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Biologics SLE register provides important additional information for clinics

By Niamh Quinlan - 12th Oct 2022


Abiological drugs register for systemic lupus erythematosus (SLE) has provided important additional “real-world” data for the treatment and management of SLE, the Irish Society for Rheumatology (ISR) Autumn Meeting heard. 

At the meeting, which was held in the Europa Hotel in Belfast on 22 and 23 September, Professor of Rheumatology at the University of Manchester, Prof Ian Bruce, spoke about the “real-world efficacy and safety of biologics in SLE”. 

“Having a real-world register gives you additional data over and above what you can get from clinical trials,” Prof Bruce told the Medical Independent

“That makes it highly relevant in day-to-day clinical practice.” 

The professor covered the “lessons learned” from the British Isles Lupus Assessment Group-Biologics Register (BILAG-BR), which was established in 2009 to examine the long-term safety and effectiveness of biologics in SLE patients. As part of BILAG-BR, patient data is collected from routine appointments and postal questionnaires regarding demographics, SLE history, concomitant medications, risk factors for infection and comorbidities. 

In his talk, the two main biologics covered were belimumab and rituximab. 

Prof Bruce pointed out that patients who are seen in clinics are often excluded by the criteria for clinical trials. 

“People in the register are systematically different from those that you see in clinical trials,” Prof Bruce told attendants.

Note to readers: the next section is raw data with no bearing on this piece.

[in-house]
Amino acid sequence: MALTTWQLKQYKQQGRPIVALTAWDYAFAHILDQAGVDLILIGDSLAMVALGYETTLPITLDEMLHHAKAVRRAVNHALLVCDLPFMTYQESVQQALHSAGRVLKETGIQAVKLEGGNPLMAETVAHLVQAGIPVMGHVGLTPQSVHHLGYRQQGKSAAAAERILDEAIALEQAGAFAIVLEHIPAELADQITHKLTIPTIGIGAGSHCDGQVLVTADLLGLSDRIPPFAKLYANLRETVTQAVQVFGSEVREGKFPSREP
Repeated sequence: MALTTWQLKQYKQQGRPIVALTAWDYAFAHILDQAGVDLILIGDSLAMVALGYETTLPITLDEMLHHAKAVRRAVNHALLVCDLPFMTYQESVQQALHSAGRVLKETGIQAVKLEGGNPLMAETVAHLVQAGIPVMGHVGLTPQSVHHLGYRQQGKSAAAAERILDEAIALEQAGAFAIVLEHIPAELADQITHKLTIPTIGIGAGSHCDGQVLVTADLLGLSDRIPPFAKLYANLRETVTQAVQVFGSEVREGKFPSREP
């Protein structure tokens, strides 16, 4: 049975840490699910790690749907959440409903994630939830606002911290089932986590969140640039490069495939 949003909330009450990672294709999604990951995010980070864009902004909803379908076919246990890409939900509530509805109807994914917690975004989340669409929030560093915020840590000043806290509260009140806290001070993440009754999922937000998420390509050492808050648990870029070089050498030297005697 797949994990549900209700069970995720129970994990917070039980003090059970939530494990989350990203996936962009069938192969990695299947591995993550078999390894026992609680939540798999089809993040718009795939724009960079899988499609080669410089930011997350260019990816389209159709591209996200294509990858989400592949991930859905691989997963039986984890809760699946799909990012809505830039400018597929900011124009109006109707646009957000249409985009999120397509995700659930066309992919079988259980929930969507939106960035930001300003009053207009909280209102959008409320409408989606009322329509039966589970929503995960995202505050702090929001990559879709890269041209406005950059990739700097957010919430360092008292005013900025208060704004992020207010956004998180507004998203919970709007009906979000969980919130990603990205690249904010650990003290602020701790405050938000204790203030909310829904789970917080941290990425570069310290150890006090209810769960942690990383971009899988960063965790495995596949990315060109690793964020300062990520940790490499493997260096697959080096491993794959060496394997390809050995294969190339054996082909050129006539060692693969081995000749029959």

“And there are a number of reasons for that. For example, you cannot get a lupus patient with bad CNS [central nervous system] disease in a clinical trial; it’s an automatic exclusion.” 

Other key exclusion criteria include steroid doses and multimorbidity. 

“The more comorbidities you have, the less likely you are to be eligible for a clinical trial,” according to Prof Bruce. 

However, comorbidities are seen every day in practice. 

“Therefore, you need registry data to supplement what you can get from your day-to-day clinical practice,” he said. 

The register also allows the collation of data on serious infections in patients and the relation biologics have to serious infection and infection-related mortality. Data from the register showed use of rituximab or belimumab does not increase the risk for serious infection. 

However, “moderately” high-doses of steroids increase this risk. Low immunoglobulin levels prior to giving a patient rituximab or belimumab also carry an increased risk of infection. 

Comorbidities, such as diabetes, myocardial infarction, and previous cardiovascular diseases, can also contribute to serious infection risk. 

The register has also allowed the possibility of precision medicine in lupus and the ability to examine predictive factors for how patients will respond to biologics, according to the professor. 

“We’re beginning to get some initial clinical and biomarker predictors of response-nonresponse, which would hopefully help us market these drugs better in the future,” Prof Bruce said. 

“Now we’re sort of pulling this all together to try and develop a predictive model. The initial model does look very good. In fact, when we showed it to our health economists, they tell us that it actually will be cost-effective to apply this kind of model in the real-world setting. 

“So hopefully, we’ll be able to… share that in the not-too-distant future.” 

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